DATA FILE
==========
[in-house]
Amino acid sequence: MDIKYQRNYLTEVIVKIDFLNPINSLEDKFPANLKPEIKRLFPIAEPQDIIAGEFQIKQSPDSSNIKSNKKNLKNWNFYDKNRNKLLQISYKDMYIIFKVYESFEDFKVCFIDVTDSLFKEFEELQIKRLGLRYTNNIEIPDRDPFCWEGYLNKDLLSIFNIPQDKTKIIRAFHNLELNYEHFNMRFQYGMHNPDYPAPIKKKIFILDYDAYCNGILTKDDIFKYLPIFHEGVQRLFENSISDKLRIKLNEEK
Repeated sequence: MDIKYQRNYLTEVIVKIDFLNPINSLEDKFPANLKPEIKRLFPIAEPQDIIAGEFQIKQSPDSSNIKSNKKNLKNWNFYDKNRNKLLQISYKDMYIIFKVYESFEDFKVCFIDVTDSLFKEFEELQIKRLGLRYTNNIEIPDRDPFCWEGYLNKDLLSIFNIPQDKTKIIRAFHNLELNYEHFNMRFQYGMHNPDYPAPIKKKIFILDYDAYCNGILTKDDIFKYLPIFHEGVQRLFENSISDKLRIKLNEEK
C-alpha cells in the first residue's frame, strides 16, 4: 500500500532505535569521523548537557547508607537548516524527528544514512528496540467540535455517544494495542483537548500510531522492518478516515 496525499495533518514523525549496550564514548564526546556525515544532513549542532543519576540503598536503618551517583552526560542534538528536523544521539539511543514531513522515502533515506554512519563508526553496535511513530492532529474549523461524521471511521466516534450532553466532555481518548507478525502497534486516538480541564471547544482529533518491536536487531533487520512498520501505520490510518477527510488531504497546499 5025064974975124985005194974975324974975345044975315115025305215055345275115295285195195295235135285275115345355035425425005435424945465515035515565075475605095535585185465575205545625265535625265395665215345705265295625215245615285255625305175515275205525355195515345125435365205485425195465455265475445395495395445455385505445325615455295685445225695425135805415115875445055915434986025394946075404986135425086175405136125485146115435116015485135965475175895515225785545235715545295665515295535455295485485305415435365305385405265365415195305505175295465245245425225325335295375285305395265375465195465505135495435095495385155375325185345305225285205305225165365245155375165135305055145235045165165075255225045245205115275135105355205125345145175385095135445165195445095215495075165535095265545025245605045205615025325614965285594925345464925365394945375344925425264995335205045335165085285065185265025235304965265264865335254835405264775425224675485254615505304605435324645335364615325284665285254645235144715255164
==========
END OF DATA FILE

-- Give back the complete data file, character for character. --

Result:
[in-house]
Amino acid sequence: MDIKYQRNYLTEVIVKIDFLNPINSLEDKFPANLKPEIKRLFPIAEPQDIIAGEFQIKQSPDSSNIKSNKKNLKNWNFYDKNRNKLLQISYKDMYIIFKVYESFEDFKVCFIDVTDSLFKEFEELQIKRLGLRYTNNIEIPDRDPFCWEGYLNKDLLSIFNIPQDKTKIIRAFHNLELNYEHFNMRFQYGMHNPDYPAPIKKKIFILDYDAYCNGILTKDDIFKYLPIFHEGVQRLFENSISDKLRIKLNEEK
Repeated sequence: MDIKYQRNYLTEVIVKIDFLNPINSLEDKFPANLKPEIKRLFPIAEPQDIIAGEFQIKQSPDSSNIKSNKKNLKNWNFYDKNRNKLLQISYKDMYIIFKVYESFEDFKVCFIDVTDSLFKEFEELQIKRLGLRYTNNIEIPDRDPFCWEGYLNKDLLSIFNIPQDKTKIIRAFHNLELNYEHFNMRFQYGMHNPDYPAPIKKKIFILDYDAYCNGILTKDDIFKYLPIFHEGVQRLFENSISDKLRIKLNEEK
C-alpha cells in the first residue's frame, strides 16, 4: 500500500532505535569521523548537557547508607537548516524527528544514512528496540467540535455517544494495542483537548500510531522492518478516515 496525499495533518514523525549496550564514548564526546556525515544532513549542532543519576540503598536503618551517583552526560542534538528536523544521539539511543514531513522515502533515506554512519563508526553496535511513530492532529474549523461524521471511521466516534450532553466532555481518548507478525502497534486516538480541564471547544482529533518491536536487531533487520512498520501505520490510518477527510488531504497546499 5025064974975124985005194974975324974975345044975315115025305215055345275115295285195195295235135285275115345355035425425005435424945465515035515565075475605095535585185465575205545625265535625265395665215345705265295625215245615285255625305175515275205525355195515345125435365205485425195465455265475445395495395445455385505445325615455295685445225695425135805415115875445055915434986025394946075404986135425086175405136125485146115435116015485135965475175895515225785545235715545295665515295535455295485485305415435365305385405265365415195305505175295465245245425225325335295375285305395265375465195465505135495435095495385155375325185345305225285205305225165365245155375165135305055145235045165165075255225045245205115275135105355205125345145175385095135445165195445095215495075165535095265545025245605045205615025325614965285594925345464925365394945375344925425264995335205045335165085285065185265025235304965265264865335254835405264775425224675485254615505304605435324645335364615325284665285254645235144715255164